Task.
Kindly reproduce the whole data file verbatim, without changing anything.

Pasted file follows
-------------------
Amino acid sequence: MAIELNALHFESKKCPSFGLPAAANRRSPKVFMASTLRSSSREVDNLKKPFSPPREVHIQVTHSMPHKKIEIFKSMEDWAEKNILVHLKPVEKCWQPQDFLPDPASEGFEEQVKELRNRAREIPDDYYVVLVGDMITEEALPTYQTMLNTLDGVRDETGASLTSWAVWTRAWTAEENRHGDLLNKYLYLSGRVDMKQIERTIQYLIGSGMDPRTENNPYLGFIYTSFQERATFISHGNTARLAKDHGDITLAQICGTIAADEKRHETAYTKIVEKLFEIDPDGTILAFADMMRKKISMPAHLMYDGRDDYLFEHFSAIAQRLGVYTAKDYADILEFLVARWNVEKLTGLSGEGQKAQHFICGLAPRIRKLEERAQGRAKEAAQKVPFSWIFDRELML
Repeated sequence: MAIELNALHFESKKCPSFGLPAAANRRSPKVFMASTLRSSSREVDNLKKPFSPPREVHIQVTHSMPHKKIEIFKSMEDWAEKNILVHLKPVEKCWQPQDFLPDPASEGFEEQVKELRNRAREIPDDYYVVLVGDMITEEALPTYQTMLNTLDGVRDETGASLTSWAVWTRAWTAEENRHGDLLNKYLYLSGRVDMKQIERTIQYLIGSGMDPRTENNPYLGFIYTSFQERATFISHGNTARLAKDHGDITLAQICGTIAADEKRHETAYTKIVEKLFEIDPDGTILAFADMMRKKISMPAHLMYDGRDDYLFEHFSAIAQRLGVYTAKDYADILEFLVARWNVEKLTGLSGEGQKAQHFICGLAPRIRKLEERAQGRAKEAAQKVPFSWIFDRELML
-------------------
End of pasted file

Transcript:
Amino acid sequence: MAIELNALHFESKKCPSFGLPAAANRRSPKVFMASTLRSSSREVDNLKKPFSPPREVHIQVTHSMPHKKIEIFKSMEDWAEKNILVHLKPVEKCWQPQDFLPDPASEGFEEQVKELRNRAREIPDDYYVVLVGDMITEEALPTYQTMLNTLDGVRDETGASLTSWAVWTRAWTAEENRHGDLLNKYLYLSGRVDMKQIERTIQYLIGSGMDPRTENNPYLGFIYTSFQERATFISHGNTARLAKDHGDITLAQICGTIAADEKRHETAYTKIVEKLFEIDPDGTILAFADMMRKKISMPAHLMYDGRDDYLFEHFSAIAQRLGVYTAKDYADILEFLVARWNVEKLTGLSGEGQKAQHFICGLAPRIRKLEERAQGRAKEAAQKVPFSWIFDRELML
Repeated sequence: MAIELNALHFESKKCPSFGLPAAANRRSPKVFMASTLRSSSREVDNLKKPFSPPREVHIQVTHSMPHKKIEIFKSMEDWAEKNILVHLKPVEKCWQPQDFLPDPASEGFEEQVKELRNRAREIPDDYYVVLVGDMITEEALPTYQTMLNTLDGVRDETGASLTSWAVWTRAWTAEENRHGDLLNKYLYLSGRVDMKQIERTIQYLIGSGMDPRTENNPYLGFIYTSFQERATFISHGNTARLAKDHGDITLAQICGTIAADEKRHETAYTKIVEKLFEIDPDGTILAFADMMRKKISMPAHLMYDGRDDYLFEHFSAIAQRLGVYTAKDYADILEFLVARWNVEKLTGLSGEGQKAQHFICGLAPRIRKLEERAQGRAKEAAQKVPFSWIFDRELML